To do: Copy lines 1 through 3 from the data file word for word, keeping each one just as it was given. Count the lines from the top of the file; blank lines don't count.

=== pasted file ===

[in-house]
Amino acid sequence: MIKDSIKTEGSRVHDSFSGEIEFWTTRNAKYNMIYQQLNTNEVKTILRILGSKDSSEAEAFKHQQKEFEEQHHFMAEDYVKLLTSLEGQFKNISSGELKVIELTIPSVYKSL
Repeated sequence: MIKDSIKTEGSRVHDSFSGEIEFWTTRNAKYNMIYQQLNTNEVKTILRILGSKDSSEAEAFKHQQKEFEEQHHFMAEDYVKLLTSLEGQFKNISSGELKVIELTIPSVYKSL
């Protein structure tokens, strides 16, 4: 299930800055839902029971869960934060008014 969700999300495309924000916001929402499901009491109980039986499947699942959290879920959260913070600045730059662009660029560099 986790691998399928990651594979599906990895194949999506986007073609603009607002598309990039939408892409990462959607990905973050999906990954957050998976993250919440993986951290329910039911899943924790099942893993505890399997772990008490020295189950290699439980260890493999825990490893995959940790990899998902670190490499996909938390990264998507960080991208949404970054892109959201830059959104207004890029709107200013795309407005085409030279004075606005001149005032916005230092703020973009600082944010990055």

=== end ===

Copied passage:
[in-house]
Amino acid sequence: MIKDSIKTEGSRVHDSFSGEIEFWTTRNAKYNMIYQQLNTNEVKTILRILGSKDSSEAEAFKHQQKEFEEQHHFMAEDYVKLLTSLEGQFKNISSGELKVIELTIPSVYKSL
Repeated sequence: MIKDSIKTEGSRVHDSFSGEIEFWTTRNAKYNMIYQQLNTNEVKTILRILGSKDSSEAEAFKHQQKEFEEQHHFMAEDYVKLLTSLEGQFKNISSGELKVIELTIPSVYKSL